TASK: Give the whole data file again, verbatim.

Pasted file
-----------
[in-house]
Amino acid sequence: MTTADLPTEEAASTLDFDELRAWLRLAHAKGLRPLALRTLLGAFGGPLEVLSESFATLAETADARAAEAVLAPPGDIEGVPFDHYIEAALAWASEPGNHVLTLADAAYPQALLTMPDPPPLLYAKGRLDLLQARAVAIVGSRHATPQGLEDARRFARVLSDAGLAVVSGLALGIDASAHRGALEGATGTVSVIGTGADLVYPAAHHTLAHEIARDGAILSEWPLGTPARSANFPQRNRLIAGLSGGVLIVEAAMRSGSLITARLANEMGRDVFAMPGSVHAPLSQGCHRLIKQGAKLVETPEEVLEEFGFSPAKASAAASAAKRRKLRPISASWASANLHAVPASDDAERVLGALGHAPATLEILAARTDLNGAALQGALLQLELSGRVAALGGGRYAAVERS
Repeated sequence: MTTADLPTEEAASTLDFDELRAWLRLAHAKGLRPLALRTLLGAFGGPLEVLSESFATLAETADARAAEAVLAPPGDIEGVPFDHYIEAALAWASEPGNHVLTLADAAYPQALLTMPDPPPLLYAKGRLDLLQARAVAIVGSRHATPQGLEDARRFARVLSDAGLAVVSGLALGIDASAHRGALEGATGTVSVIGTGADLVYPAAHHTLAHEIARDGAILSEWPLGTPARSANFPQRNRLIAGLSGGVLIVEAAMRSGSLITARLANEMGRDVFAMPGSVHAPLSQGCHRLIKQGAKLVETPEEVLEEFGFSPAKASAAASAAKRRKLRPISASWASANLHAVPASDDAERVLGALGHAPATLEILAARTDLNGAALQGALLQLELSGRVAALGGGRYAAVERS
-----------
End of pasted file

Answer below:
[in-house]
Amino acid sequence: MTTADLPTEEAASTLDFDELRAWLRLAHAKGLRPLALRTLLGAFGGPLEVLSESFATLAETADARAAEAVLAPPGDIEGVPFDHYIEAALAWASEPGNHVLTLADAAYPQALLTMPDPPPLLYAKGRLDLLQARAVAIVGSRHATPQGLEDARRFARVLSDAGLAVVSGLALGIDASAHRGALEGATGTVSVIGTGADLVYPAAHHTLAHEIARDGAILSEWPLGTPARSANFPQRNRLIAGLSGGVLIVEAAMRSGSLITARLANEMGRDVFAMPGSVHAPLSQGCHRLIKQGAKLVETPEEVLEEFGFSPAKASAAASAAKRRKLRPISASWASANLHAVPASDDAERVLGALGHAPATLEILAARTDLNGAALQGALLQLELSGRVAALGGGRYAAVERS
Repeated sequence: MTTADLPTEEAASTLDFDELRAWLRLAHAKGLRPLALRTLLGAFGGPLEVLSESFATLAETADARAAEAVLAPPGDIEGVPFDHYIEAALAWASEPGNHVLTLADAAYPQALLTMPDPPPLLYAKGRLDLLQARAVAIVGSRHATPQGLEDARRFARVLSDAGLAVVSGLALGIDASAHRGALEGATGTVSVIGTGADLVYPAAHHTLAHEIARDGAILSEWPLGTPARSANFPQRNRLIAGLSGGVLIVEAAMRSGSLITARLANEMGRDVFAMPGSVHAPLSQGCHRLIKQGAKLVETPEEVLEEFGFSPAKASAAASAAKRRKLRPISASWASANLHAVPASDDAERVLGALGHAPATLEILAARTDLNGAALQGALLQLELSGRVAALGGGRYAAVERS